g

n

→ g

.

Now since

V

is assumed to be closed, we can find a

v ∈ V

such that

g

=

v

a.e. Then we know

kf − vk

2

= lim

n→∞

kf − g

n

k

2

= d(f, V ).

So

v

attains the infimum. To show that this gives us an orthogonal decomposition,

we want to show that

u = f − v ∈ V

⊥

.

Suppose

h ∈ V

. We need to show that

hu, hi

= 0. We need to do another funny

trick. Suppose t ∈ R. Then we have

d(f, V )

2

≤ kf − (v + th)k

2

2

= kf − vk

2

+ t

2

khk

2

2

− 2thf − v, hi.

We think of this as a quadratic in t, which is minimized when

t =

hf − v, hi

khk

2

2

.

But we know this quadratic is minimized when t = 0. So hf − v, hi = 0.

We are now going to look at the relationship between conditional expectation

and orthogonal projection.

Definition

(Conditional expectation)

.

Suppose we have a probability space

(Ω

, F, P

), and (

G

n

) is a collection of pairwise disjoint events with

S

n

G

n

= Ω.

We let

G = σ(G

n

: n ∈ N).

The conditional expectation of X given G is the random variable

Y =

∞

X

n=1

E[X | G

n

]1

G

n

,

where

E[X | G

n

] =

E[X1

G

n

]

P[G

n

]

for P[G

n

] > 0.

In other words, given any x ∈ Ω, say x ∈ G

n

, then Y (x) = E[X | G

n

].

If

X ∈ L

2

(

P

), then

Y ∈ L

2

(

P

), and it is clear that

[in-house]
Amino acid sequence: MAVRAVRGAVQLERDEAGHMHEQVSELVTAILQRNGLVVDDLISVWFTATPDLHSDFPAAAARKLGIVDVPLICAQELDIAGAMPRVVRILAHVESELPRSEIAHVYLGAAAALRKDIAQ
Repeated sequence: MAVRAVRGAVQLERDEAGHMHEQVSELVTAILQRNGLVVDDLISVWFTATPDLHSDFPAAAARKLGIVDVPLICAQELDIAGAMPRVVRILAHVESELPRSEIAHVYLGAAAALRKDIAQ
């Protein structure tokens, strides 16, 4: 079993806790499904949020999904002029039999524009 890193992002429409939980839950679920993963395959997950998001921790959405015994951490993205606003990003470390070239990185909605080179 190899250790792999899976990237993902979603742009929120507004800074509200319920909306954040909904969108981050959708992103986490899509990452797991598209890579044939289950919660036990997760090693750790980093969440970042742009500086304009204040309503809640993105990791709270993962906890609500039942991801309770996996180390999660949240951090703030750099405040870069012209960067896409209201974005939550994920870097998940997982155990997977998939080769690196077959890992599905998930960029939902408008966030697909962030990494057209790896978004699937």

Y

is

G

-measurable. We

claim that this is in fact the projection of

X

onto the subspace

L

2

(

G, P

) of

G-measurable L

2

random variables in the ambient space L

2

(P).

Proposition.

The conditional expectation of

X

given

G

is the projection of

X

onto the subspace

L

2

(

G, P

) of

G

-measurable

L

2

random variables in the ambient

space L

2

(P).

In some sense, this tells us

Y

is our best prediction of

X

given only the

information encoded in G.

Proof.

Let

Y

be the conditional expectation. It suffices to show that

E

[(

X −W

)

2

]

is minimized for

W

=

Y

among

G

-measurable random variables. Suppose that

W is a G-measurable random variable. Since

G = σ(G

n

: n ∈ N),

it follows that

W =

∞

X

n=1

a

n

1

G

n

.

where a

n

∈ R. Then

E[(X − W )

2

] = E

∞

X

n=1

(X − a

n

)1

G

n

!

2

= E

"

X

n

(X

2

+ a

2

n

− 2a

n

X)1

G

n

#

= E

"

X

n

(X

2

+ a

2

n

− 2a

n

E[X | G

n

])1

G

n

#

We now optimize the quadratic

X

2

+ a

2

n

− 2a

n

E[X | G

n

]

over a

n

. We see that this is minimized for

a

n

= E[X | G

n

].

Note that this does not depend on what

X

is in the quadratic, since it is in the

constant term.

Therefore we know that E[X | G

n

] is minimized for W = Y .

We can also rephrase variance and covariance in terms of the L

2

spaces.

Suppose X, Y ∈ L

2

(P) with

m

X

= E[X], m

Y

= E[Y ].

Then variance and covariance just correspond to

L

2

inner product and norm.

In fact, we have

var(X) = E[(X − m

X

)

2

] = kX − m

X

k

2

2

,

cov(X, Y ) = E[(X − m

X

)(Y − m

Y

)] = hX − m

X

, Y − m

Y

i.

More generally, the covariance matrix of a random vector

X

= (

X

1

, ··· , X

n

) is

given by

var(X) = (cov(X

i

, X

j

))

ij

.

On the example sheet, we will see that the covariance matrix is a positive definite

matrix.